Gather the dough into a ball, flatten the ball into a disk and wrap in plastic. Refrigerate the dough for at least 1 hour before rolling. (If your ingredients were very cold and you worked quickly, though, you might be able to roll the dough immediately: the dough should be as cold as if it had just come out of the fridge.)

To Roll Out the Dough: Have a buttered 9-inch pie plate at hand. You can roll the dough out on a floured surface or between sheets of wax paper or plastic wrap or in a rolling slipcover. (I usually roll this dough out on the floured counter.) If you're working on a counter, turn the dough over frequently and keep the counter floured. If you are rolling between paper, plastic or in a slipcover, make sure to turn the dough over often and to lift the paper, plastic or cover frequently so that it doesn't roll into the dough and form creases. If you've got time, slide the rolled-out dough into the fridge for about 20 minutes to firm up.

To Make the Crust: Fit the dough into the pie plate and, using a pair of scissors, but the excess dough to a 1/4- to 1/2 inch overhang. Fold the dough under itself, so that it hangs over the edge just a tad, and flute or pinch the crust to make a decorative edge. Alternatively, you can finish the crust by pressing it with the tines of a fork.

To Partially or Fully Bake the Crust: Refrigerate the crust while you preheat the oven to 400 degrees F. Butter the shiny side of a piece of aluminum foil, fit the foil, buttered side down, tightly against the crust and fill with dried beans or rice or pie weights. Put the pit plate on a baking sheet and bake the crust for 25 minutes. Carefully remove the foil and wights and, if the crust has puffed, press it down gently with the back of a spoon. For a partially baked crust, return the pie plate to the oven and bake for about 8 minutes more, or until the crust is very lightly colored. To fully bake the crust, bake until golden brown, about another 10 minutes. Transfer the pie plate to a rack and cool to room temperature before filling.

4 large egg whites, at room temperature
½ cup sugar

To finish the pie with the meringue: Preheat the broiler.

Whisk the cream to loosen it and spoon it into the pie shell. Place the pie plate on a baking sheet.

Working in a clean dry mixer bowl with the clean whisk attachment, or in a large bowl with a hand mixer, whip the egg whites at medium speed until opaque. With the mixer running , add the sugar in a slow stream and continue to beat until the whites are glossy and form firm peaks.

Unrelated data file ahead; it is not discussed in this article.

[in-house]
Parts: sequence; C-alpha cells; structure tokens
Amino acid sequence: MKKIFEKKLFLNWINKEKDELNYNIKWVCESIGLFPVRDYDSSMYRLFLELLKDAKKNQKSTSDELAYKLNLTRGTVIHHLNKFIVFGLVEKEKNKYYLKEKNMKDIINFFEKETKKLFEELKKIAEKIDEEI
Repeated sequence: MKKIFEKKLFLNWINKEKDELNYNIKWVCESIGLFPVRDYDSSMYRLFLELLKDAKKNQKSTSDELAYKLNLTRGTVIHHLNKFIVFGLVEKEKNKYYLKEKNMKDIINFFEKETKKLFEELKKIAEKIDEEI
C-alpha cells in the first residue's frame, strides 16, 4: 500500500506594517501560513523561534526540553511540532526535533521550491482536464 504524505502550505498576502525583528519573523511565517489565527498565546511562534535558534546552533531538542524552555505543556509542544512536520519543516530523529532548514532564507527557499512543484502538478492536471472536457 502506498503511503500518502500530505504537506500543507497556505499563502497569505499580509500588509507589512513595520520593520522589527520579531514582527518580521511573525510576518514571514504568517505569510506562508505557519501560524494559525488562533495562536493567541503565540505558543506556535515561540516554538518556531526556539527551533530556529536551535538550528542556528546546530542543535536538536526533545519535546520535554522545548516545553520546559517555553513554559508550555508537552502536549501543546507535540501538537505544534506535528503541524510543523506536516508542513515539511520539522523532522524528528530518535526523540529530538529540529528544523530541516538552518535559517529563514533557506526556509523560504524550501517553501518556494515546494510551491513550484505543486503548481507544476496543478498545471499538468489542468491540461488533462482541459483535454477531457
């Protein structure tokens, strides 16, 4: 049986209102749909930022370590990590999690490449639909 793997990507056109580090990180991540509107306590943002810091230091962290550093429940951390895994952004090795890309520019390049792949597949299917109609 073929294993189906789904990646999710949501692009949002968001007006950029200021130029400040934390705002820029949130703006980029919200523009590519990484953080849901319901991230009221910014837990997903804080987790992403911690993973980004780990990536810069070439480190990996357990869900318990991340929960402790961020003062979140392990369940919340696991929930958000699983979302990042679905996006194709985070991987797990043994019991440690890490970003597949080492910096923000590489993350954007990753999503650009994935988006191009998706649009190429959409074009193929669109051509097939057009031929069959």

Spread the meringue over the lime filling, swirling it if you’d like. Make sure the meringue comes all the way to the edges of the crust, because it will shrink when it bakes.

Run the pie under the broiler until the meringue is golden and the tips are dark brown (Or, if you’ve got a blowtorch, use it to brown the meringue.) Remove the pie from the oven and let it cool for about 15 minutes, then refrigerate for at least 3 hours before serving.

Playing Around – Gingered Lime and Mango Meringue Pie
Peel a ripe mango, cut it into small cubes and sprinkle with a little lime juice. Spread about one third of the lime cream into the crust, top with the diced mango and cover with the remaining cream. Chill and finish with meringue as directed. Or omit the meringue and top the pie with long, elegant slices of mango and a gloss of quince or apple jelly: boil about ¼ cup jelly with ½ teaspoon water, then brush the glaze over the pie.

Tuesday, August 18, 2009

Applesauce Spice Bars (TWD)

This week's Tuesdays With Dorie recipe for Applesauce Spice Bars are technically bar cookies, but as you can see in these photos, mine turned out thick and cake-like.

The reason - I totally misread the pan requirements and used a smaller 8"x8" pan (versus a 9"x13" pan called for in the recipe). Aside from the pan snafu, I did follow the recipe with the following notes (for the full recipe, please visit Something Sweet by Karen):

- increased baking time to 35 minutes
- used a Granny Smith apple
- doubled the amount of cinnamon and allspice
- soaked the dark raisins in rum (it really helped plump and rehydrate them)
- in addition to soaking the raisins in rum, I opted to add 1 tbsp of dark rum into the batter